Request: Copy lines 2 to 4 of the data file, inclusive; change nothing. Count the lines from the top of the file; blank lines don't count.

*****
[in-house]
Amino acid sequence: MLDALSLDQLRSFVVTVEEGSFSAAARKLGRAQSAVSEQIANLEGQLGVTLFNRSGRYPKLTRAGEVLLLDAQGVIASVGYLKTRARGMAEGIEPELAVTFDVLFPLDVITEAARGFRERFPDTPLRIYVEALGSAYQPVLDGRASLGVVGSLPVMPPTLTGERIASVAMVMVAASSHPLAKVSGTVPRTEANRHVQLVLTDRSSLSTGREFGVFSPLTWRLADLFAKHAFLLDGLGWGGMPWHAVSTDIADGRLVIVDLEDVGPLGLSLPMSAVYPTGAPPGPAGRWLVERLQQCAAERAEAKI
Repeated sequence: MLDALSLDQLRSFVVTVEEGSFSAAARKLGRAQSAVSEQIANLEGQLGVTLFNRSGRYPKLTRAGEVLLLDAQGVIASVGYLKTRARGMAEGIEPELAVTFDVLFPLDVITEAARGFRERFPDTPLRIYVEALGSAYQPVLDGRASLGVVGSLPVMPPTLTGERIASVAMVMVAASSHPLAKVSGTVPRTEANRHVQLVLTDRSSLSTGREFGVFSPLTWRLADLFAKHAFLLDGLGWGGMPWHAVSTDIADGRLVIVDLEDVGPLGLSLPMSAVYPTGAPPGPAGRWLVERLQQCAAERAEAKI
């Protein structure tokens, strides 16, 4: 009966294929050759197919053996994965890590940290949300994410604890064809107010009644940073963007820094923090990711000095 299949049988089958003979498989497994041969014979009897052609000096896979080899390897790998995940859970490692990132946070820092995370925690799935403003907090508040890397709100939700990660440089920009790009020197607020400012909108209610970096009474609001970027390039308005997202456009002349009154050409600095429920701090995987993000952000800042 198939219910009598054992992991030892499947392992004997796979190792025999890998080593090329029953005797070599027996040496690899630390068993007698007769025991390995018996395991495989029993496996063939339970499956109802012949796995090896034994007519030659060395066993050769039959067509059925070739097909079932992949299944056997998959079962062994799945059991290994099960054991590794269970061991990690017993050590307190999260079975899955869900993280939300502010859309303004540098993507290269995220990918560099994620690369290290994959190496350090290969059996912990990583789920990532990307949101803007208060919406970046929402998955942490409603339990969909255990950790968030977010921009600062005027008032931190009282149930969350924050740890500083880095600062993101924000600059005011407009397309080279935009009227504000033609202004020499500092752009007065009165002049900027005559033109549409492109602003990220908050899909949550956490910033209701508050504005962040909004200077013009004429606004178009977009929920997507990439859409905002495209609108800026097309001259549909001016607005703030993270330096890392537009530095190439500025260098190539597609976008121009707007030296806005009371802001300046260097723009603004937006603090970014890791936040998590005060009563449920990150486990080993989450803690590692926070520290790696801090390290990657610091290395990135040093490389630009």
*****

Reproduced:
Amino acid sequence: MLDALSLDQLRSFVVTVEEGSFSAAARKLGRAQSAVSEQIANLEGQLGVTLFNRSGRYPKLTRAGEVLLLDAQGVIASVGYLKTRARGMAEGIEPELAVTFDVLFPLDVITEAARGFRERFPDTPLRIYVEALGSAYQPVLDGRASLGVVGSLPVMPPTLTGERIASVAMVMVAASSHPLAKVSGTVPRTEANRHVQLVLTDRSSLSTGREFGVFSPLTWRLADLFAKHAFLLDGLGWGGMPWHAVSTDIADGRLVIVDLEDVGPLGLSLPMSAVYPTGAPPGPAGRWLVERLQQCAAERAEAKI
Repeated sequence: MLDALSLDQLRSFVVTVEEGSFSAAARKLGRAQSAVSEQIANLEGQLGVTLFNRSGRYPKLTRAGEVLLLDAQGVIASVGYLKTRARGMAEGIEPELAVTFDVLFPLDVITEAARGFRERFPDTPLRIYVEALGSAYQPVLDGRASLGVVGSLPVMPPTLTGERIASVAMVMVAASSHPLAKVSGTVPRTEANRHVQLVLTDRSSLSTGREFGVFSPLTWRLADLFAKHAFLLDGLGWGGMPWHAVSTDIADGRLVIVDLEDVGPLGLSLPMSAVYPTGAPPGPAGRWLVERLQQCAAERAEAKI
């Protein structure tokens, strides 16, 4: 009966294929050759197919053996994965890590940290949300994410604890064809107010009644940073963007820094923090990711000095 299949049988089958003979498989497994041969014979009897052609000096896979080899390897790998995940859970490692990132946070820092995370925690799935403003907090508040890397709100939700990660440089920009790009020197607020400012909108209610970096009474609001970027390039308005997202456009002349009154050409600095429920701090995987993000952000800042 198939219910009598054992992991030892499947392992004997796979190792025999890998080593090329029953005797070599027996040496690899630390068993007698007769025991390995018996395991495989029993496996063939339970499956109802012949796995090896034994007519030659060395066993050769039959067509059925070739097909079932992949299944056997998959079962062994799945059991290994099960054991590794269970061991990690017993050590307190999260079975899955869900993280939300502010859309303004540098993507290269995220990918560099994620690369290290994959190496350090290969059996912990990583789920990532990307949101803007208060919406970046929402998955942490409603339990969909255990950790968030977010921009600062005027008032931190009282149930969350924050740890500083880095600062993101924000600059005011407009397309080279935009009227504000033609202004020499500092752009007065009165002049900027005559033109549409492109602003990220908050899909949550956490910033209701508050504005962040909004200077013009004429606004178009977009929920997507990439859409905002495209609108800026097309001259549909001016607005703030993270330096890392537009530095190439500025260098190539597609976008121009707007030296806005009371802001300046260097723009603004937006603090970014890791936040998590005060009563449920990150486990080993989450803690590692926070520290790696801090390290990657610091290395990135040093490389630009």